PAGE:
July 13, 2012
When a teenage tourist fell into a crevasse while hiking on the Worthington Glacier near Valdez, Alaska, it sparked a rescue effort that made headlines around the world. A call from the state police gave Bristow and pilot Mike Wood an opportunity to assist in the successful mission.
The teenager was trapped more than 50 feet down in the crevasse, clothes ripped away in the fall and enduring “skin on ice” contact for several hours as rescue teams from the Valdez Fire Department tried to free him. When the state police contacted Bristow’s base in nearby Glenallen, Mike was ready to answer the call.
“Like other operators in Alaska, we don’t hesitate to get involved when asked,” Mike says. “Our knowledge of the terrain and weather conditions can help increase survivability when the window of opportunity is small.”
“If I needed a helicopter to evacuate me, he’s the one I would want piloting. He made some passes to assess the terrain and wind, then went right to work helping to save that young man’s life.”
– Steve Revis, photographer, Valdez Star
Arriving on the scene
While the rescue teams make repeated attempts to free the victim 2,400 feet up the glacier, Mike picks up emergency medical technician Shaun Brown in a parking lot at the glacier’s base and heads up the frozen slope. “It was too steep to land in the ice where the victim was located and the glacier run-off in that area was tremendous,” he says.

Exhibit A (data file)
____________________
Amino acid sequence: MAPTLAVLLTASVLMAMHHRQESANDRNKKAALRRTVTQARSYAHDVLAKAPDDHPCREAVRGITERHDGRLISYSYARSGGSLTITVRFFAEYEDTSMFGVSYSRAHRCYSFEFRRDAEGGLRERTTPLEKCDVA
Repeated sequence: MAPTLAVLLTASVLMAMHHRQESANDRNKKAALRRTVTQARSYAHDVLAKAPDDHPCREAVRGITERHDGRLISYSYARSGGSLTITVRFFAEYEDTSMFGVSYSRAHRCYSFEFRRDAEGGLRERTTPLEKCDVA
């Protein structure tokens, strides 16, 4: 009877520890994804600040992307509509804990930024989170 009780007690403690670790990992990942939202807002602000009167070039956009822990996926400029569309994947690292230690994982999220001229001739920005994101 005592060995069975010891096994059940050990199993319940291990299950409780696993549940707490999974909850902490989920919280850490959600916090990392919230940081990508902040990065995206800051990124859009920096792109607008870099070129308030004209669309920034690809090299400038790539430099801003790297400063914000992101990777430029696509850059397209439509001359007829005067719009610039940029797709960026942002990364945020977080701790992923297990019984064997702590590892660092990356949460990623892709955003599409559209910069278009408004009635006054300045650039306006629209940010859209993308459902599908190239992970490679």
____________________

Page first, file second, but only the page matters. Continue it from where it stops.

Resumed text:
Mike located a spot 800 feet away that was safe for shutdown and loading, and the victim, who was more than six feet tall and weighed about 250 pounds, was eventually freed by responders who had to rappel into the crevasse. After being lowered to the aircraft via sled, a quick flight down the glacier brought the semi-conscious teen to a waiting ambulance.
“Thompson Pass, which the glacier flows into and is the main route into Valdez, is known for bad weather,” says Mike, a native of Britain who can trace his helicopter roots to an encouraging word from company founder Alan Bristow in the 1970s. “We could have tried it but decided it would be better to use the ambulance.”
A photographer’s perspective
Steve Revis, a photographer for the Valdez Star newspaper, witnessed the rescue operation and came away impressed with Mike’s flying skills.
“I don’t spend much time around aircraft, but what I saw that day I found amazing. Your pilot performed skillfully and very professionally, under far less than perfect conditions,” he says. “If I needed a helicopter to evacuate me, he’s the one I would want piloting. He made some passes to assess the terrain and wind, then went right to work helping to save that young man’s life.”
Mike’s career with Bristow Alaska goes back to 1997 and he’s currently providing services related to the Alaska Pipeline. The victim is expected to make a complete recovery.